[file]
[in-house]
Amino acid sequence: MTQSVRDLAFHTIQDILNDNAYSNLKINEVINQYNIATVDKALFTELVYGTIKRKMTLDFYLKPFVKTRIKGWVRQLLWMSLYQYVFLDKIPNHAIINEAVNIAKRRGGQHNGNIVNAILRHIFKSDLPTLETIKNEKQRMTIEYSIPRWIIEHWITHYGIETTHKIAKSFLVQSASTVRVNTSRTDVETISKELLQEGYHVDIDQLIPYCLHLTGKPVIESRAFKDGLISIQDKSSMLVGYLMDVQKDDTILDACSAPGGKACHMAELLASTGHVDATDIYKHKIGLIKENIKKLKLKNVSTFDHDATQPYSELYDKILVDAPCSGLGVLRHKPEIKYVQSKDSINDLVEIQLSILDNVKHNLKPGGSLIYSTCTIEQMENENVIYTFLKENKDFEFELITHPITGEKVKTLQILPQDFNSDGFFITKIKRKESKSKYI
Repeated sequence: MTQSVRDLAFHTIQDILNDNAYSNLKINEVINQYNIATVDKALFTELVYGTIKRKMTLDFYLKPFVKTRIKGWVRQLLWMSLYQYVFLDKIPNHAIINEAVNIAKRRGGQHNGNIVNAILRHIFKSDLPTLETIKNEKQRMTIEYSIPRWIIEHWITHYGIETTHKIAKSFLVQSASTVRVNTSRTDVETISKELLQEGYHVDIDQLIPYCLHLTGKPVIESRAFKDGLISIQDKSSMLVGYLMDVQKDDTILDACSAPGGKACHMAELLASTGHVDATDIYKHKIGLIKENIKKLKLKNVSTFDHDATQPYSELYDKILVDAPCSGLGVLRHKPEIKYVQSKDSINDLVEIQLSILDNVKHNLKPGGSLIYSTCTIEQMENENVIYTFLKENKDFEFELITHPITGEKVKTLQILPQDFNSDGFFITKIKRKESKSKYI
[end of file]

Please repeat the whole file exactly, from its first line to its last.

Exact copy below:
[in-house]
Amino acid sequence: MTQSVRDLAFHTIQDILNDNAYSNLKINEVINQYNIATVDKALFTELVYGTIKRKMTLDFYLKPFVKTRIKGWVRQLLWMSLYQYVFLDKIPNHAIINEAVNIAKRRGGQHNGNIVNAILRHIFKSDLPTLETIKNEKQRMTIEYSIPRWIIEHWITHYGIETTHKIAKSFLVQSASTVRVNTSRTDVETISKELLQEGYHVDIDQLIPYCLHLTGKPVIESRAFKDGLISIQDKSSMLVGYLMDVQKDDTILDACSAPGGKACHMAELLASTGHVDATDIYKHKIGLIKENIKKLKLKNVSTFDHDATQPYSELYDKILVDAPCSGLGVLRHKPEIKYVQSKDSINDLVEIQLSILDNVKHNLKPGGSLIYSTCTIEQMENENVIYTFLKENKDFEFELITHPITGEKVKTLQILPQDFNSDGFFITKIKRKESKSKYI
Repeated sequence: MTQSVRDLAFHTIQDILNDNAYSNLKINEVINQYNIATVDKALFTELVYGTIKRKMTLDFYLKPFVKTRIKGWVRQLLWMSLYQYVFLDKIPNHAIINEAVNIAKRRGGQHNGNIVNAILRHIFKSDLPTLETIKNEKQRMTIEYSIPRWIIEHWITHYGIETTHKIAKSFLVQSASTVRVNTSRTDVETISKELLQEGYHVDIDQLIPYCLHLTGKPVIESRAFKDGLISIQDKSSMLVGYLMDVQKDDTILDACSAPGGKACHMAELLASTGHVDATDIYKHKIGLIKENIKKLKLKNVSTFDHDATQPYSELYDKILVDAPCSGLGVLRHKPEIKYVQSKDSINDLVEIQLSILDNVKHNLKPGGSLIYSTCTIEQMENENVIYTFLKENKDFEFELITHPITGEKVKTLQILPQDFNSDGFFITKIKRKESKSKYI